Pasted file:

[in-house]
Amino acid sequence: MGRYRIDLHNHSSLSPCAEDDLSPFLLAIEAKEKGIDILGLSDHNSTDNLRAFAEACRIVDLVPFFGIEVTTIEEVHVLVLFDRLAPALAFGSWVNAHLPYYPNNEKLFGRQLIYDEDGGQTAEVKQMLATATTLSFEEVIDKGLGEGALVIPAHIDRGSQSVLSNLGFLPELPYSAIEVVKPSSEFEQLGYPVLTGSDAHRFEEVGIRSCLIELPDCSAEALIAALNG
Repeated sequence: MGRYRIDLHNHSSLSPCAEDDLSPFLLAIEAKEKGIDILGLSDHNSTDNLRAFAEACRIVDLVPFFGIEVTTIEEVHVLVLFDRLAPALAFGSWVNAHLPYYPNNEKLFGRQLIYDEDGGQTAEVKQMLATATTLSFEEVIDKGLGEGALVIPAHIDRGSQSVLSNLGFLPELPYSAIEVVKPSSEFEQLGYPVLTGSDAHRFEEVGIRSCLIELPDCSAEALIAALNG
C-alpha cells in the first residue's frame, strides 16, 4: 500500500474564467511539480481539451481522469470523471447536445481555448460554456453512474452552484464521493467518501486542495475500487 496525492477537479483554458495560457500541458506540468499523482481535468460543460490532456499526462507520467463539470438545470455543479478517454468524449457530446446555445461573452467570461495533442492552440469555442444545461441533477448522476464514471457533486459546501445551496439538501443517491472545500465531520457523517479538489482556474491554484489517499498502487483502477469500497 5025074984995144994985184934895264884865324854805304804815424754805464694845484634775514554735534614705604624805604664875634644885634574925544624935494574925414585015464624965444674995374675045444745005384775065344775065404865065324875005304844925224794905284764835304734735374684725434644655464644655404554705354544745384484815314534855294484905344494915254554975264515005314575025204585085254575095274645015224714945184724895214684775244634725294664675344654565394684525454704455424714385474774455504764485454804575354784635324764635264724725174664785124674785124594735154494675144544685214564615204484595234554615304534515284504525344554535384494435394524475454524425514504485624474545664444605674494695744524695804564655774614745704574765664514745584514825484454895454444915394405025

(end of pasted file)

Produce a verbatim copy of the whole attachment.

[in-house]
Amino acid sequence: MGRYRIDLHNHSSLSPCAEDDLSPFLLAIEAKEKGIDILGLSDHNSTDNLRAFAEACRIVDLVPFFGIEVTTIEEVHVLVLFDRLAPALAFGSWVNAHLPYYPNNEKLFGRQLIYDEDGGQTAEVKQMLATATTLSFEEVIDKGLGEGALVIPAHIDRGSQSVLSNLGFLPELPYSAIEVVKPSSEFEQLGYPVLTGSDAHRFEEVGIRSCLIELPDCSAEALIAALNG
Repeated sequence: MGRYRIDLHNHSSLSPCAEDDLSPFLLAIEAKEKGIDILGLSDHNSTDNLRAFAEACRIVDLVPFFGIEVTTIEEVHVLVLFDRLAPALAFGSWVNAHLPYYPNNEKLFGRQLIYDEDGGQTAEVKQMLATATTLSFEEVIDKGLGEGALVIPAHIDRGSQSVLSNLGFLPELPYSAIEVVKPSSEFEQLGYPVLTGSDAHRFEEVGIRSCLIELPDCSAEALIAALNG
C-alpha cells in the first residue's frame, strides 16, 4: 500500500474564467511539480481539451481522469470523471447536445481555448460554456453512474452552484464521493467518501486542495475500487 496525492477537479483554458495560457500541458506540468499523482481535468460543460490532456499526462507520467463539470438545470455543479478517454468524449457530446446555445461573452467570461495533442492552440469555442444545461441533477448522476464514471457533486459546501445551496439538501443517491472545500465531520457523517479538489482556474491554484489517499498502487483502477469500497 5025074984995144994985184934895264884865324854805304804815424754805464694845484634775514554735534614705604624805604664875634644885634574925544624935494574925414585015464624965444674995374675045444745005384775065344775065404865065324875005304844925224794905284764835304734735374684725434644655464644655404554705354544745384484815314534855294484905344494915254554975264515005314575025204585085254575095274645015224714945184724895214684775244634725294664675344654565394684525454704455424714385474774455504764485454804575354784635324764635264724725174664785124674785124594735154494675144544685214564615204484595234554615304534515284504525344554535384494435394524475454524425514504485624474545664444605674494695744524695804564655774614745704574765664514745584514825484454895454444915394405025